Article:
Parents mourn their children as houses are cleared of charred chunks of wall and shattered glass. Two days of indignation, anger and demands for justice will roll around. Politicians will point fingers and rehash the same talking points they’ve resorted to since the dawn of time. People will cry and yell into news cameras. Bodies will be buried and prayers uttered over their graves. They will be referred to as “martyrs”, though they died in vain and for a cause in which they had no part*. People will party in the pubs a couple of days later and it will all be back to normal.

We like to call it “resilience”.

I call it (albeit regularly accepted) lunacy. It’s not normal for people to die, to lose limbs and eyes, to bleed and suffer for no reason other than being at the wrong place at the wrong time. Since when was this something you should “get used to”? Why is it so easy to gloss over horrific crimes against humanity that cause your fellow brethren to lose parents, sisters, brothers, uncles? How do you go clubbing while women mourn the loss of their children and curse the day they ever said it was okay for them to walk out the door?

Lebanon drives me crazy whether I’m living there or not. It’s enough to make me wish I could stop caring so much about it.

*I want to leave some links to a few posts by Gino Raidy, a very well-known Lebanese blogger. He wrote an awesome post about our consistent use of the word “martyr” to refer to victims of these heartless attacks. I linked to it back in August when there were two car bomb attacks within a week of each other. It is worth another read. He also wrote this, about the December 27 bombing, which is definitely worth taking a look at.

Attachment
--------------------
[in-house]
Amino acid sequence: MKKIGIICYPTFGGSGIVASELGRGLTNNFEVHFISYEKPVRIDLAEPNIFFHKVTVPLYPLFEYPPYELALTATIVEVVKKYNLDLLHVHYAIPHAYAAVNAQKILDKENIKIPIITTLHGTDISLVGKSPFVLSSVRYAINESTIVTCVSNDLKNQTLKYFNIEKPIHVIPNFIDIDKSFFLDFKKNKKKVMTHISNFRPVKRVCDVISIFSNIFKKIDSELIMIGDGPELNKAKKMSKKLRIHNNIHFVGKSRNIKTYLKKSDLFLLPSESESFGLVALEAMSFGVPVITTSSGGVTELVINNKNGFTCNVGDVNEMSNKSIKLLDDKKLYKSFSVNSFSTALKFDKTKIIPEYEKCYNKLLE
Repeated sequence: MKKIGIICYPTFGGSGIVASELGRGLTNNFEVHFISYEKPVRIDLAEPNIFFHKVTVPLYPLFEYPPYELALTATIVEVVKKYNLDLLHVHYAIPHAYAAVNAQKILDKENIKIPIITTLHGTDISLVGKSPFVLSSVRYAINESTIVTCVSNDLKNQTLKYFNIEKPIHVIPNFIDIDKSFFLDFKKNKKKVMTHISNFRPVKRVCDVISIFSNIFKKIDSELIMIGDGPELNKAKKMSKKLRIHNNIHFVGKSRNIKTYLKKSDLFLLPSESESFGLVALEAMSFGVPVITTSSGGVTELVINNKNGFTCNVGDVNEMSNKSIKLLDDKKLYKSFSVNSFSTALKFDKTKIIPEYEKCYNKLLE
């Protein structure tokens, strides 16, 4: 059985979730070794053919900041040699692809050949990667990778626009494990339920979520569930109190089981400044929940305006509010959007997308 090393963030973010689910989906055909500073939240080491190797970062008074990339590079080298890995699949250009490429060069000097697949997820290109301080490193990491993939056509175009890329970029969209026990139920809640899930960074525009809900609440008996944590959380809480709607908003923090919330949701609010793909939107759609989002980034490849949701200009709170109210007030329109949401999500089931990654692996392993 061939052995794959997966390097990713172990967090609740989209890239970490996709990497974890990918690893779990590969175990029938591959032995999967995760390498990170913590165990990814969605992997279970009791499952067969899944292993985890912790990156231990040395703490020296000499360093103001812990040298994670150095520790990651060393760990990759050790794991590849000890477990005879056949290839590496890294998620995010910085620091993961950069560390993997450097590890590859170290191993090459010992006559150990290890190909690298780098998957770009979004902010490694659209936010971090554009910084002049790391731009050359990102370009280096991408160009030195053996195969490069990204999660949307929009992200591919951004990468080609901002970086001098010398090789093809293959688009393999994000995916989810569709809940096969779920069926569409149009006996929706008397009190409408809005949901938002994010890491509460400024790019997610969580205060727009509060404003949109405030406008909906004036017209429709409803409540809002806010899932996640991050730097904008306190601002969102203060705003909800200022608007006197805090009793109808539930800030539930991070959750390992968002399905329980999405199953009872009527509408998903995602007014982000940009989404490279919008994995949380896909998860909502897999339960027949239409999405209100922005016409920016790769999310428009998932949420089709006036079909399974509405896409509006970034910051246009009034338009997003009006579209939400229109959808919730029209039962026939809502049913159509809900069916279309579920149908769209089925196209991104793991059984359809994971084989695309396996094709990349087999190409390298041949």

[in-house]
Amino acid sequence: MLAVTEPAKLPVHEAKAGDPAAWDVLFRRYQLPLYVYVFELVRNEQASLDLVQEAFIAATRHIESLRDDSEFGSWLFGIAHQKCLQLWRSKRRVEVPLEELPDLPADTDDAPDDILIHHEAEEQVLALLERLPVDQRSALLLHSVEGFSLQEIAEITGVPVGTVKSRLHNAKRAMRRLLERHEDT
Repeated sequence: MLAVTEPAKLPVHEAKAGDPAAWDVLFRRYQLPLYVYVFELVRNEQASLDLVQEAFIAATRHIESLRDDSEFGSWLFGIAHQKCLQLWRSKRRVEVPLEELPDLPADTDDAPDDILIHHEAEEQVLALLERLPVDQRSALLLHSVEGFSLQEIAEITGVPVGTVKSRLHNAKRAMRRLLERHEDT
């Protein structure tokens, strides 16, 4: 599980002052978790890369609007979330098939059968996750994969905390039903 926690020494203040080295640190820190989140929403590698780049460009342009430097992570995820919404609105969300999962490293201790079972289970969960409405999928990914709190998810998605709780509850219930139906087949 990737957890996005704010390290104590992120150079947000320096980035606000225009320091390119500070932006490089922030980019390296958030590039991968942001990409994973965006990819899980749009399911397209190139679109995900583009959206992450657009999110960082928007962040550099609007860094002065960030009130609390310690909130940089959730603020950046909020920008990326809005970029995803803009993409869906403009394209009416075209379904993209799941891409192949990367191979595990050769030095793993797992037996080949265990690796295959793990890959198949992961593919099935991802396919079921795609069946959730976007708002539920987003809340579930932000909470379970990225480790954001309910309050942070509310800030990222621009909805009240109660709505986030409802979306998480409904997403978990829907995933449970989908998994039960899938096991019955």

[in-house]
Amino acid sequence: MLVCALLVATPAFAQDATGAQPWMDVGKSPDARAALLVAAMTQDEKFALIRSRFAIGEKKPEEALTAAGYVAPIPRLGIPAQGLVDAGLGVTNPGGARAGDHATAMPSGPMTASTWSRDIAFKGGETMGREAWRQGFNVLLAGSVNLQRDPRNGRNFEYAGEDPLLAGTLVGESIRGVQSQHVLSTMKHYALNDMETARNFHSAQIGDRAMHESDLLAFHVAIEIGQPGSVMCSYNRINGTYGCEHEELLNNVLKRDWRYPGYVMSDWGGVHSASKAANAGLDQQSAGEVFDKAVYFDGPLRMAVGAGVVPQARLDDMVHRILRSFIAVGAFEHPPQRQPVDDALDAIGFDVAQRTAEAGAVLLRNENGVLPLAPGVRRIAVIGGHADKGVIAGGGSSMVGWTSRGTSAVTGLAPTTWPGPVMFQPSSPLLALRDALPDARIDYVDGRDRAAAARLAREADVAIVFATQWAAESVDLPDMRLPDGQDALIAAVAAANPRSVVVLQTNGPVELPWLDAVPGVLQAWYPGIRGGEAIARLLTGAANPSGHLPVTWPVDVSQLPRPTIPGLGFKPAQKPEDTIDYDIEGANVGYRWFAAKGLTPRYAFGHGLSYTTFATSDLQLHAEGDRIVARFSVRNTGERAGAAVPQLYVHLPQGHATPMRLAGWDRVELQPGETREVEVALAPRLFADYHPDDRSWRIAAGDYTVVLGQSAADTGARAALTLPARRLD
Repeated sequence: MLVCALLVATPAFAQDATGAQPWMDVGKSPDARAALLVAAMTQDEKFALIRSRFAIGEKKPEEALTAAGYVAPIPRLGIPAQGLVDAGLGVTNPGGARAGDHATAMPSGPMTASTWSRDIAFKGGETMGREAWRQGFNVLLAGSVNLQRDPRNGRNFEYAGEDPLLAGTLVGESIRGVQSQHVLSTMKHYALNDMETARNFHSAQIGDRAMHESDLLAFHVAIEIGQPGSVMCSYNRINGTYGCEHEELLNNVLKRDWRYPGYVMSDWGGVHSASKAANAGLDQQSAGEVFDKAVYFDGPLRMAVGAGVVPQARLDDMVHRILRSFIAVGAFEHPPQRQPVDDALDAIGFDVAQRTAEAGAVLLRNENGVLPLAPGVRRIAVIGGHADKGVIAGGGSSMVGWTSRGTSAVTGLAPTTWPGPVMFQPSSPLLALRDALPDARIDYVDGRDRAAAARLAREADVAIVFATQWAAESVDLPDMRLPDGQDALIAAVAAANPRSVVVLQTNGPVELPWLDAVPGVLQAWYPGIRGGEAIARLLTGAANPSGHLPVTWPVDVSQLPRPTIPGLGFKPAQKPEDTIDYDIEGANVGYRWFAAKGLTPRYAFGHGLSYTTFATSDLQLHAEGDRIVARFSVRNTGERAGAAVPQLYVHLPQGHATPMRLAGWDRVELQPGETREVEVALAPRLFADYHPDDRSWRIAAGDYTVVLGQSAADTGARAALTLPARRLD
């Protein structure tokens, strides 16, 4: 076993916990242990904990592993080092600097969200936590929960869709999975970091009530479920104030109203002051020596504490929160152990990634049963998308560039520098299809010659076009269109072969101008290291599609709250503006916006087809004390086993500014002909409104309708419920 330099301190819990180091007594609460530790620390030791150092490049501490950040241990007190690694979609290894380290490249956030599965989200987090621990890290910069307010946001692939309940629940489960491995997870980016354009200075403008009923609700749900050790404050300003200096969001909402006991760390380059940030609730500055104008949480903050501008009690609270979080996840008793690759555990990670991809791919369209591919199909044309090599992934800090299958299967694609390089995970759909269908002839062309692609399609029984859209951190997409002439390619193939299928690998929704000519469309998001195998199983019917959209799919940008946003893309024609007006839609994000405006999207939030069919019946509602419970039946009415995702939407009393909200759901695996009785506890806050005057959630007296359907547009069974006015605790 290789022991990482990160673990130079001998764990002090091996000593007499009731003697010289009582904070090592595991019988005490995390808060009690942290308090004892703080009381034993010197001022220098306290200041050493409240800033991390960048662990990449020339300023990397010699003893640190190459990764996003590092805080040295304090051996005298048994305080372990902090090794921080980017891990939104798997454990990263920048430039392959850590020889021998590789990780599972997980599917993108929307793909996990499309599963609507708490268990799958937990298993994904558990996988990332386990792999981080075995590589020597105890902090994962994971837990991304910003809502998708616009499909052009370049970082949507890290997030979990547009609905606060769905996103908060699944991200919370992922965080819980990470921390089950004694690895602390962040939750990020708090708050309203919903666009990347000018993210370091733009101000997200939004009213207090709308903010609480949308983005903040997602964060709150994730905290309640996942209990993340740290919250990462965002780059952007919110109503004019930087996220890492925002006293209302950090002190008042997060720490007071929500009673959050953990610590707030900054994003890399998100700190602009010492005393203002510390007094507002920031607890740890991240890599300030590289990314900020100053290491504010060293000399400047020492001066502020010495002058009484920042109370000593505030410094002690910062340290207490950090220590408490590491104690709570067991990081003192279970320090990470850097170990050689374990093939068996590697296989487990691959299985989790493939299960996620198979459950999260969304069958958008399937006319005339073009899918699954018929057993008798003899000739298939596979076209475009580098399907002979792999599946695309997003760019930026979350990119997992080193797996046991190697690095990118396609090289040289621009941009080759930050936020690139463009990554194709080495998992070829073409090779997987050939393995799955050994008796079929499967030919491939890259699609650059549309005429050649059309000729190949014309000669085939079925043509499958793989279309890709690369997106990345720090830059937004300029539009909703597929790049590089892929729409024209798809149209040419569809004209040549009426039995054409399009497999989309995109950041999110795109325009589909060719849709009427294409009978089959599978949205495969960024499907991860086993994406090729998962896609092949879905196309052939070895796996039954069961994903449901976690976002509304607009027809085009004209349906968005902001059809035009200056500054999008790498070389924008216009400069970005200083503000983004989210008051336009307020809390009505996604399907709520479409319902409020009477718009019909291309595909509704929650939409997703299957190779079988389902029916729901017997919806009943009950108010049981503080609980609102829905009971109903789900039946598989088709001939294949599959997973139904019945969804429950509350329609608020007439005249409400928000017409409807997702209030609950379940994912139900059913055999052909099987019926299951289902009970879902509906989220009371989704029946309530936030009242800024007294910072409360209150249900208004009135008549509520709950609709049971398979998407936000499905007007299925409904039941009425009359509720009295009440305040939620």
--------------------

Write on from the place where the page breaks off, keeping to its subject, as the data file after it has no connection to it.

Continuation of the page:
These are posts that really struck me by Elie from A Separate State of Mind:

It’s Just a Bomb (August 16, 2013)

A Lebanese Tragedy: The Devaluation of a Life (November 19, 2013)

Hopes For A Better Lebanon: I Am Not a Martyr (December 30, 2013)

Lebanon Loses 78,000 Books to Terrorism (January 4, 2013)

The dates that these posts were written are scary enough.

My Ramblings Are Nomadic Too

I’ve come to realize that almost every blog and social media account I’ve ever created was due to me either procrastinating or suffering from boredom.

Often it’s a semi-lethal mix of both.

My very first blog was something called Obscurity in the Land of Moonlight, which sounds like a painfully pretentious novel written by a bespectacled preteen with barely-legible penmanship.